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Fyodor Dostoyevsky

“They did not strive to gain knowledge of life as we strive to understand it, because their lives were full. But their knowledge was higher and deeper than the knowledge we derive from our science; for our science seeks to explain what life is and strives to understand it in order to teach others how to live, while they knew how to live without science...

Oh, these people were not concerned whether I understood them or not; they loved me without it. But I knew too that they would never be able to understand me, and for that reason I hardly ever spoke to them of it.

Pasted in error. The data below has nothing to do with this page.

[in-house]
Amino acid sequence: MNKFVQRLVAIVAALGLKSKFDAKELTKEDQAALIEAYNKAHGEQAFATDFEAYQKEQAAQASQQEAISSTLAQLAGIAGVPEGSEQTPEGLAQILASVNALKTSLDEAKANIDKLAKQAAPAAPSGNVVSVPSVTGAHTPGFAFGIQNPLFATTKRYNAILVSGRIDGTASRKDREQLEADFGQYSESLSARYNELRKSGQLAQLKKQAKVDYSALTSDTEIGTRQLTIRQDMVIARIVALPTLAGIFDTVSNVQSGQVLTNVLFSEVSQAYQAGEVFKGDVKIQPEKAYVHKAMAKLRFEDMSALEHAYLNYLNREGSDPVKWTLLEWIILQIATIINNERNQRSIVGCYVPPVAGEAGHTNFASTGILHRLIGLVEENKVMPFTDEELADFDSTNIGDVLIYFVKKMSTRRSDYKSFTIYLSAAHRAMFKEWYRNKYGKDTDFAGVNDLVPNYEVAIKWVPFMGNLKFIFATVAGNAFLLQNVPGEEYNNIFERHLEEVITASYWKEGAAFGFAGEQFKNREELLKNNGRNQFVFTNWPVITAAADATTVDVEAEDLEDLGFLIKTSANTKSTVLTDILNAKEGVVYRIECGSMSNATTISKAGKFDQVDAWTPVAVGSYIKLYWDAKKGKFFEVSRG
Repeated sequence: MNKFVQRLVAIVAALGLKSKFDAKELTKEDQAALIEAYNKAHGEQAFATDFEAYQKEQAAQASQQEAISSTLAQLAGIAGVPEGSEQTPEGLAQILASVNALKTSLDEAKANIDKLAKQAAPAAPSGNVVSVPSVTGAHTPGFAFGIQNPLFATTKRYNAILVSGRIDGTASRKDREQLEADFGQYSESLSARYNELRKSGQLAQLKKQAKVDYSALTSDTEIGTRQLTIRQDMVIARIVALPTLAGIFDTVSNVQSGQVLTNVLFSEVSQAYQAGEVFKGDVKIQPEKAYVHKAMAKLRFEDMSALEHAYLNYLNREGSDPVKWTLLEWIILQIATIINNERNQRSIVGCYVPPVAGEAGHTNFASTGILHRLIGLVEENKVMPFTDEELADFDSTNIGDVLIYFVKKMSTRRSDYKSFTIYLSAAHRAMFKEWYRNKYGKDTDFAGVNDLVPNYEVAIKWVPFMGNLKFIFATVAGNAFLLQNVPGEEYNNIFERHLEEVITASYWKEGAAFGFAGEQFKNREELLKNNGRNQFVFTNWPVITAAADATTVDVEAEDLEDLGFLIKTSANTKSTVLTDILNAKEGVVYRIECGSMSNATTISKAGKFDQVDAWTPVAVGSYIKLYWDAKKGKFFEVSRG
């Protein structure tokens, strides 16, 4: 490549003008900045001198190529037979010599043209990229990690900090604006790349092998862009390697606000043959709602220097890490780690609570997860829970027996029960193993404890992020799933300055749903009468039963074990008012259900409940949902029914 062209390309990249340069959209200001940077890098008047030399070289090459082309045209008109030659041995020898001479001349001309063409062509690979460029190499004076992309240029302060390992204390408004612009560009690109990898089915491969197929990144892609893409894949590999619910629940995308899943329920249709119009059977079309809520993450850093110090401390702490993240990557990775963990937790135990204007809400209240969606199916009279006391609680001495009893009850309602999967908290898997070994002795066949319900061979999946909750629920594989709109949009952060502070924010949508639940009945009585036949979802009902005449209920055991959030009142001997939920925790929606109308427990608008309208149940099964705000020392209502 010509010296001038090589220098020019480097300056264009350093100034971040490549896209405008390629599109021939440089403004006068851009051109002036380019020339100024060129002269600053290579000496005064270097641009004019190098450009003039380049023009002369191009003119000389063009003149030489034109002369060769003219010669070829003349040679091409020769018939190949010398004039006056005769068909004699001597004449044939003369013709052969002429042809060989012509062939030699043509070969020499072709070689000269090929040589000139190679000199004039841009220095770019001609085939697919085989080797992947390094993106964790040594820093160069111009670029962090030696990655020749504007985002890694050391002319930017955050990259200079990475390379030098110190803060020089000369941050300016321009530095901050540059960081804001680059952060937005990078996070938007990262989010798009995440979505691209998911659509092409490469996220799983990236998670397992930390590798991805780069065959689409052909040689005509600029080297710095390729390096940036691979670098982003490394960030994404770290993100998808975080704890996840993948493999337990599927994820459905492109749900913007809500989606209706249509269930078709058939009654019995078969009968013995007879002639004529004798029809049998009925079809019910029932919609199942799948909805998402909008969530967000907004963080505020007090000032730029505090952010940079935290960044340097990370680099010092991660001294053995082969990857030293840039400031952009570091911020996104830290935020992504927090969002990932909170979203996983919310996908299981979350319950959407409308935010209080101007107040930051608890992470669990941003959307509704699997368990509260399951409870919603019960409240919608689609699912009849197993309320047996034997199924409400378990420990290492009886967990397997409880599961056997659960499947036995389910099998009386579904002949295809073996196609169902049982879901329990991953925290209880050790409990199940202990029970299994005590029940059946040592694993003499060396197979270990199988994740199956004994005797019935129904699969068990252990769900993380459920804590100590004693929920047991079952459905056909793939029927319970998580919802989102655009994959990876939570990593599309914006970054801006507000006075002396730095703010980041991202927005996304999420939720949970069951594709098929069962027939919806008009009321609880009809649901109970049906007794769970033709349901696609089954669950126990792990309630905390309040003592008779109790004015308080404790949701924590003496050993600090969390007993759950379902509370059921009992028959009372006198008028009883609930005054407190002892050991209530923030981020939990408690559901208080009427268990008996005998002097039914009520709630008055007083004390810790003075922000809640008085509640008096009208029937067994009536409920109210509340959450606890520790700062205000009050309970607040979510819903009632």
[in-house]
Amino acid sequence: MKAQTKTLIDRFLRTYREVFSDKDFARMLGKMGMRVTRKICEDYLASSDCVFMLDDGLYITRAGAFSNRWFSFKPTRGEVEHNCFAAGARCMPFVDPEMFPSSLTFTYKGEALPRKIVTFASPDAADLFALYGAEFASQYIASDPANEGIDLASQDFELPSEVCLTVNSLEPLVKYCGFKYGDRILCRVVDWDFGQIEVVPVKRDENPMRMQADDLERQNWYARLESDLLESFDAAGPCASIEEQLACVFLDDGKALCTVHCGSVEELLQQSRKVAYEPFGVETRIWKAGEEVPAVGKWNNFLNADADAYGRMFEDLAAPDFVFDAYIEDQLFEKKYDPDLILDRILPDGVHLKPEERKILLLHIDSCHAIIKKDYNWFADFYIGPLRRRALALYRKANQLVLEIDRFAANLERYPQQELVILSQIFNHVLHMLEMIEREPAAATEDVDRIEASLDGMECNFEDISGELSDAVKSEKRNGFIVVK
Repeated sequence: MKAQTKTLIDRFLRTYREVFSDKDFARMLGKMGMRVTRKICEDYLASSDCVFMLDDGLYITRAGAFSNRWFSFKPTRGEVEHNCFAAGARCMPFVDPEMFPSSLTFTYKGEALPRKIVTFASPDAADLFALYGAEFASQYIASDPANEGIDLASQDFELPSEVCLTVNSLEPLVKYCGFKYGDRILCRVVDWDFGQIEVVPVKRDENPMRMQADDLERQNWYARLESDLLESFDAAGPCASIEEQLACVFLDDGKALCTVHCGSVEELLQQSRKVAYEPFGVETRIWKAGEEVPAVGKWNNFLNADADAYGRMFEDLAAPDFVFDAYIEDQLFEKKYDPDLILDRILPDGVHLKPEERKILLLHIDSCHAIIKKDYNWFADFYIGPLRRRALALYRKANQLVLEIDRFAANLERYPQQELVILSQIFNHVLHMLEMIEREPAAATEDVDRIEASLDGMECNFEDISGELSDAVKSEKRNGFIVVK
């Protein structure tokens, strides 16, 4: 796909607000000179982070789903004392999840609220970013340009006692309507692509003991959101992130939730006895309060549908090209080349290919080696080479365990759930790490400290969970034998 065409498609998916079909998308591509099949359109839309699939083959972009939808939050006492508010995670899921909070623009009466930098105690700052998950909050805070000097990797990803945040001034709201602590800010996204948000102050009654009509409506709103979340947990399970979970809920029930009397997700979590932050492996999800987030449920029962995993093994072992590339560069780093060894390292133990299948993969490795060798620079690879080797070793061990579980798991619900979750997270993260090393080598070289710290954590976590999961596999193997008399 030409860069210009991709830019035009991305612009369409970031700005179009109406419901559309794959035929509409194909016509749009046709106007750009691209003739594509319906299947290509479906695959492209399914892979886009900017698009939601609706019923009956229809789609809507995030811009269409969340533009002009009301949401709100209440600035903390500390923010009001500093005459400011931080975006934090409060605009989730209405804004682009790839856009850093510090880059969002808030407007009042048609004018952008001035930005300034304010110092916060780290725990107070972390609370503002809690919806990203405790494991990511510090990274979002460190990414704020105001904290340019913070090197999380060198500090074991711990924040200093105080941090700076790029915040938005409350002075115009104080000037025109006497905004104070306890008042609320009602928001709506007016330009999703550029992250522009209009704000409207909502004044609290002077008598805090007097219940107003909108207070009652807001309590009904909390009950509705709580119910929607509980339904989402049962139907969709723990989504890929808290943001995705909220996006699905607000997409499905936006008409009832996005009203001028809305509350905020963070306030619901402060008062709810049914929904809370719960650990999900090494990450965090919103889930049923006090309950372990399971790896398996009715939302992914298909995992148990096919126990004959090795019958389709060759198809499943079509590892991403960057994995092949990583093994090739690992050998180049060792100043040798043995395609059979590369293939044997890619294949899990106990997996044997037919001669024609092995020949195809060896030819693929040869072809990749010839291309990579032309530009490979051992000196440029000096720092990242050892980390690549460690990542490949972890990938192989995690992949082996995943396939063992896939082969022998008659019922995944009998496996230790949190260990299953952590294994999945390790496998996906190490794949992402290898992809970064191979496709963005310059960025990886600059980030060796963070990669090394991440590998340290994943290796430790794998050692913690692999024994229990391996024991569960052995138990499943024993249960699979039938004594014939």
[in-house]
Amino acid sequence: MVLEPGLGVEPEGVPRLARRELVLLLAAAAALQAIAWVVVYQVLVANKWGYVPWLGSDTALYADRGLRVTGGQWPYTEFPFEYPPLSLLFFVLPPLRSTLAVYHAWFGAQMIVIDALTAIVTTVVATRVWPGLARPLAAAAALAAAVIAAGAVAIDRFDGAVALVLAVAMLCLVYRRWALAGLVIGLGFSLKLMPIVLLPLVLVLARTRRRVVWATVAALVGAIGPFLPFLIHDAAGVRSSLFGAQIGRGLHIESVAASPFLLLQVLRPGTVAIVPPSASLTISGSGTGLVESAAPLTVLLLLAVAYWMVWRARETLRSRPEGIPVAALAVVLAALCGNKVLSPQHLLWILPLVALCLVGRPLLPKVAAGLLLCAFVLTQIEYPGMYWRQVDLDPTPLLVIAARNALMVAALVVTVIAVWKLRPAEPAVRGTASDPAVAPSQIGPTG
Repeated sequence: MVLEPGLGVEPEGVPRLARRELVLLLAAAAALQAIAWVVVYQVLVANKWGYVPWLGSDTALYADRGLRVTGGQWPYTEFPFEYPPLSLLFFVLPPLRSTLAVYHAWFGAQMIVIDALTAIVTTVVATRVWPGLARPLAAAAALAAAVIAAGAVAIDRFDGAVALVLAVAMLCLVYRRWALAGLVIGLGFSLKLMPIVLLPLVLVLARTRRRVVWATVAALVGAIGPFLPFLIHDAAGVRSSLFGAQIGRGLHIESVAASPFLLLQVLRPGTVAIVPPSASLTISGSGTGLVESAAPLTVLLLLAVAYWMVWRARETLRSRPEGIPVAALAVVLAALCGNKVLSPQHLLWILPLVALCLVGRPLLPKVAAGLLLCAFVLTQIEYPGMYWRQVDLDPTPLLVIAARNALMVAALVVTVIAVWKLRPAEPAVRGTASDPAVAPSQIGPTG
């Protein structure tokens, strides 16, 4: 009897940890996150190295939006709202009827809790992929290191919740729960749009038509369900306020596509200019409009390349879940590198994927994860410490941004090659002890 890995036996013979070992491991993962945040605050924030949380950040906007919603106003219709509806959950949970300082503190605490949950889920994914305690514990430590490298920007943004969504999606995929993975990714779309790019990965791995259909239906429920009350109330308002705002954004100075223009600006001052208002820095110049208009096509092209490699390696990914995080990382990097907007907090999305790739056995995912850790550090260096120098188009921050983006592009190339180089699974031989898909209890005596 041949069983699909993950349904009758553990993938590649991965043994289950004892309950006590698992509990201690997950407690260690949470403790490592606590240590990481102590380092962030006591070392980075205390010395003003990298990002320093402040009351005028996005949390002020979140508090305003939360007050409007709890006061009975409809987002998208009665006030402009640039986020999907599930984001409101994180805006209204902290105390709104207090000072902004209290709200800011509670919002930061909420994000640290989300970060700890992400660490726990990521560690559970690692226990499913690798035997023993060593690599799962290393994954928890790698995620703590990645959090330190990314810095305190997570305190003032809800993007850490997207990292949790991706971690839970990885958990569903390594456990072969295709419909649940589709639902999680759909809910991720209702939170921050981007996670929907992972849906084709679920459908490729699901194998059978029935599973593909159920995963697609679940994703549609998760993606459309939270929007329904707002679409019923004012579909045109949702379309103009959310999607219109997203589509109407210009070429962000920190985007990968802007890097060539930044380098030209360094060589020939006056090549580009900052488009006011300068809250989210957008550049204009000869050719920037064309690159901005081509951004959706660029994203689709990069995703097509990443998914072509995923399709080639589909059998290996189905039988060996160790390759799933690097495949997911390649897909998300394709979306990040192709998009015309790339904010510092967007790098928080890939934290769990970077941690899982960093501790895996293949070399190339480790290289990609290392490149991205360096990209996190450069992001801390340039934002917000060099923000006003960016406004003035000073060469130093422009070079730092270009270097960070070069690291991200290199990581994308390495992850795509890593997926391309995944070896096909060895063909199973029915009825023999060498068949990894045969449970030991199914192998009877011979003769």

It remained somehow beyond the grasp of my reason, and yet it sank unconsciously deeper and deeper into my heart. I often told them that I had had a presentiment of it years ago and that all that joy and glory has been perceived by me while I was still back there as a nostalgic yearning, bordering at times on unendurably poignant sorrow; that I had had a presentiment of all of them and of their glory in the dreams of my heart and the reveries of my soul; and that I could often not look at the setting sun without tears.

I was overpowered by the mere sensation of that dream and it alone survived in my sorely wounded heart.”


Fyodor Dostoyevsky, Notes from Underground
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Notes from Underground Notes from Underground by Fyodor Dostoyevsky
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